When I was a child, we wore rose corsages for Mother’s Day. If your mother was alive, you wore red roses; if your mother had died, you wore a white rose. I learned the rules the Mother’s Day after my Nana died. Up until that time, it was just special to wear a flower. When my Daddy gave my Mama a white rose, a bit of emotion surfaced. I thought she got the special colour because she’s the Mama; then the reason was explained.
Then my eight year old mind understood that Mother’s Day wasn’t just a happy day.
Fast forward to my young adulthood. After a couple of miscarriages, motherhood looked uncertain in my future. Then I understood how painfully angsty the day can be. During this season I read something about how Eve’s name meant life-giver, and I decided that I wanted to be life-giving in my relationships of all kinds. Internally, I adjusted Mother’s Day as a day to honour my mother and a day to prayerfully be life-giving to others.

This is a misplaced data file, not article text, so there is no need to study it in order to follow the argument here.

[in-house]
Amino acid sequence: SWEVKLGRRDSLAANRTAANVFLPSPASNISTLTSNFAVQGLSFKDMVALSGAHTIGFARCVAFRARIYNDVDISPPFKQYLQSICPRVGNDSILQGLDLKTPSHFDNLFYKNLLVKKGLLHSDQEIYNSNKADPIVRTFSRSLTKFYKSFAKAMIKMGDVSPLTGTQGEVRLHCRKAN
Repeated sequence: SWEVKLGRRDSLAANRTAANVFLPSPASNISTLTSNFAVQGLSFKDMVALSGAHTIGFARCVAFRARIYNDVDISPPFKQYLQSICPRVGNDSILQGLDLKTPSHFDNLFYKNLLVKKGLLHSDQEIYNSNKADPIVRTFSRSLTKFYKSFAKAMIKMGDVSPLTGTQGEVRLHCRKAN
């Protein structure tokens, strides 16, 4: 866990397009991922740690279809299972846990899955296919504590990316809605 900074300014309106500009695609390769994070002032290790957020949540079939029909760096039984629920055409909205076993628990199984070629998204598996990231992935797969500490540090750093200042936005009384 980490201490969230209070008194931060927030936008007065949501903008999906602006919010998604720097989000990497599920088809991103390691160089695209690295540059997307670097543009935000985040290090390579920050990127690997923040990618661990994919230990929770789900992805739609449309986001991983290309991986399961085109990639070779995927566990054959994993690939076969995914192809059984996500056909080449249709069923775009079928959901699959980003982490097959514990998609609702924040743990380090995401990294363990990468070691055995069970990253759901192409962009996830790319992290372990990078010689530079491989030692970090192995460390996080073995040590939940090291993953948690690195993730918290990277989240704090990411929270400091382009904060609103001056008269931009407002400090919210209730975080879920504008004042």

Now my house runneth over with children, but I’ve not forgotten the painful Mother’s Days.
Today was the second anniversary of my godson’s death; grief. As I recontemplated this loss, it started Mother’s Day as a tender day. A Mother’s Day is painful kind of day.
Then in worship I was reminded of a blessing I’ve never noticed in being a mother – proximity to miracles. Since miracle awareness requires closeness, parenthood allows a front row seat to the amazing, quiet, powerful, unheralded activity of God in my children’s lives. Today’s awareness came when a child did something that once upon a time seemed it might be impossible. Then the congregation sang a song that hoped my husband and me when it seemed our youngest child might not ever make it home. At this point, my mind was on the trajectory of remembering/seeing the pattern of God’s activity, and I recalled other ways the Lord has powerfully changed, acted, helped our family, things only He could have done.